Hampered Weather Prediction

Much of modern weather forecasting is powered by the score of satellites orbiting the earth that photograph storm systems as they form. These space-based tools have improved the accuracy of weather prediction, which has brought many benefits to society. Experts believe that ability to produce reliable weather forecasts results in many positive benefits. Henry R. Hertzfeld and Ray A. Williamson, researchers with the Space Policy Institute of George Washington University write that “…the benefits from earth observations from space have had a huge and significant impact on the economy.”

Space Debris
Distribution of space debris around the Earth. Image: ESA

The growing clouds of outer space debris threaten this ability. Scientists estimate there are over 100,000 pieces of man-made objects littering the skies of Earth. In recent years, the clutter has increased dramatically. In 2007, the Chinese government intentionally destroyed an aging Chinese weather satellite in a missile test, which created a “cloud” of 2000 pieces of debris. In 2009, an abandoned Russian spacecraft collided with a U.S. satellite, resulting in a 3000-piece debris cloud. The combination of all these areas of polluted space reduces the visibility for good weather satellite images. This, in turn, hampers the ground-based meteorologists in their efforts to forecast the weather.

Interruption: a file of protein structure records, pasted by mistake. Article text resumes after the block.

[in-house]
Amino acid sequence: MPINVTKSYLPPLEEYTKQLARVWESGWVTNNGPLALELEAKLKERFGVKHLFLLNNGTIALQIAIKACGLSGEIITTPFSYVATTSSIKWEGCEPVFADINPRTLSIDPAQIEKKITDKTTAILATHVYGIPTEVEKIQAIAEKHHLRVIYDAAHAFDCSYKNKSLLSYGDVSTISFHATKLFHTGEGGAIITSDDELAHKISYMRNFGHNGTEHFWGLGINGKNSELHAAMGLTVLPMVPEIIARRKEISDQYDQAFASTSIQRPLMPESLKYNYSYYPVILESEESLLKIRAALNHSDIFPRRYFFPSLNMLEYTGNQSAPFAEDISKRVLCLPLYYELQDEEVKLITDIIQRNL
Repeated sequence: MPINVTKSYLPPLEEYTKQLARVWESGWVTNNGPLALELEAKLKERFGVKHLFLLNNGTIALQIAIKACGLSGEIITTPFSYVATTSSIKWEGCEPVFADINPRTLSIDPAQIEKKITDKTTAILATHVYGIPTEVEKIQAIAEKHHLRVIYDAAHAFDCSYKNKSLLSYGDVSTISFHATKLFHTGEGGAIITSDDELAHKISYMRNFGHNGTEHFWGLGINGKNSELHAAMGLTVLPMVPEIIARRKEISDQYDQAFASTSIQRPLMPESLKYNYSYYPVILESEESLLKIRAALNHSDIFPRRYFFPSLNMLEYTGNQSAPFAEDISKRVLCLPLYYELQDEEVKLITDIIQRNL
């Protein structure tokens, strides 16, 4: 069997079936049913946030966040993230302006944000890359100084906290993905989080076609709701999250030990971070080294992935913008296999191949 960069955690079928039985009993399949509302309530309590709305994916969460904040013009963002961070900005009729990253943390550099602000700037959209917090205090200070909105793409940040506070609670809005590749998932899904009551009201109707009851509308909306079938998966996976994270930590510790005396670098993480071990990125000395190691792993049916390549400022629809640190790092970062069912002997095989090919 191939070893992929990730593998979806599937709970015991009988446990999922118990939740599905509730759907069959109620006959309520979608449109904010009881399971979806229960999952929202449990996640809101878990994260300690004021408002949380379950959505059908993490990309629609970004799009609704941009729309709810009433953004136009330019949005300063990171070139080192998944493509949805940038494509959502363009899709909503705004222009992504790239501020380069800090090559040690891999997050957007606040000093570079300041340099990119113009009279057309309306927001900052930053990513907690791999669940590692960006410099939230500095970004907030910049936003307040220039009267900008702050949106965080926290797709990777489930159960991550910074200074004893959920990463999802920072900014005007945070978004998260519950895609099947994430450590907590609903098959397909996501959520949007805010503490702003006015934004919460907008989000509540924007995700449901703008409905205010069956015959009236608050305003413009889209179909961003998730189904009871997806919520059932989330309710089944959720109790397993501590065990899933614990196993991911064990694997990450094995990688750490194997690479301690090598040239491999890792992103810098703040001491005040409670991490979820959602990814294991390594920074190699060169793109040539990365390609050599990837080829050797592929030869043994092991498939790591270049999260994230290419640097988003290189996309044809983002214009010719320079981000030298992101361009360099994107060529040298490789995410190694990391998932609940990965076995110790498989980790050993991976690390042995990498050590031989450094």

Collisions with Space Debris

Not only does “space junk” affect the Earth’s environment, but also creates a dangerous space environment as it falls back to earth. These millions of pieces of debris move at a tremendous speed, traveling up to 17,500 mph. Though most of these pieces of material are less than 1 centimeter in diameter, they can be very destructive due to their velocity. Even a small fleck of paint off of a spent rocket is dangerous. In 2017, a small piece of paint hit a window in the International Space Station and caused a 7mm crack. With 29,000 pieces that are the size of a softball or greater, there is the possibility of even more catastrophic collisions.

Kessler Syndrome: Explosions of satellites and rocket bodies
Though most of the pieces of space debris are less than 1 centimeter in diameter, they can be very destructive due to their velocity.